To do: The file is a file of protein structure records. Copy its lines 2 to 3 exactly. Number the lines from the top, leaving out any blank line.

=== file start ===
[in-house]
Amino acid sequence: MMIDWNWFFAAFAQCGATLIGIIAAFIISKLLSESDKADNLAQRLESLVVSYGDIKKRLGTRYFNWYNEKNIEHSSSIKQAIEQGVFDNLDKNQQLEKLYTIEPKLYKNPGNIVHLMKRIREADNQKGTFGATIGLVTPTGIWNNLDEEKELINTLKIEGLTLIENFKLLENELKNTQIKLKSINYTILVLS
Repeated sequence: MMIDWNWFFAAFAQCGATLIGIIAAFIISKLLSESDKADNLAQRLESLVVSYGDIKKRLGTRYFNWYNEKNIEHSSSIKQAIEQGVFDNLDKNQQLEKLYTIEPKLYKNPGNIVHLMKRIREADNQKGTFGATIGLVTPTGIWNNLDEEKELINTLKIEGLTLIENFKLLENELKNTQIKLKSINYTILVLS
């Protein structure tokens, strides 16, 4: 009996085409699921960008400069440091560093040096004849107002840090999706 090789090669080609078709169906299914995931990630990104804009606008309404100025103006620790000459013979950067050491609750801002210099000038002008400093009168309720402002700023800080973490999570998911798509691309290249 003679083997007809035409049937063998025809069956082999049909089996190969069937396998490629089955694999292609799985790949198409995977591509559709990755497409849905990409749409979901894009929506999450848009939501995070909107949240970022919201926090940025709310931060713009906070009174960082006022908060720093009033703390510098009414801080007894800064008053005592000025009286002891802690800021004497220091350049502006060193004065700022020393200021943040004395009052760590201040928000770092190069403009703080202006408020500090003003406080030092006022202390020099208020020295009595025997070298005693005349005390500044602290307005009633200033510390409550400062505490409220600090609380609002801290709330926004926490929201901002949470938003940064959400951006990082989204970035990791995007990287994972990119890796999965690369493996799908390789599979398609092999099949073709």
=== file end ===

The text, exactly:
Amino acid sequence: MMIDWNWFFAAFAQCGATLIGIIAAFIISKLLSESDKADNLAQRLESLVVSYGDIKKRLGTRYFNWYNEKNIEHSSSIKQAIEQGVFDNLDKNQQLEKLYTIEPKLYKNPGNIVHLMKRIREADNQKGTFGATIGLVTPTGIWNNLDEEKELINTLKIEGLTLIENFKLLENELKNTQIKLKSINYTILVLS
Repeated sequence: MMIDWNWFFAAFAQCGATLIGIIAAFIISKLLSESDKADNLAQRLESLVVSYGDIKKRLGTRYFNWYNEKNIEHSSSIKQAIEQGVFDNLDKNQQLEKLYTIEPKLYKNPGNIVHLMKRIREADNQKGTFGATIGLVTPTGIWNNLDEEKELINTLKIEGLTLIENFKLLENELKNTQIKLKSINYTILVLS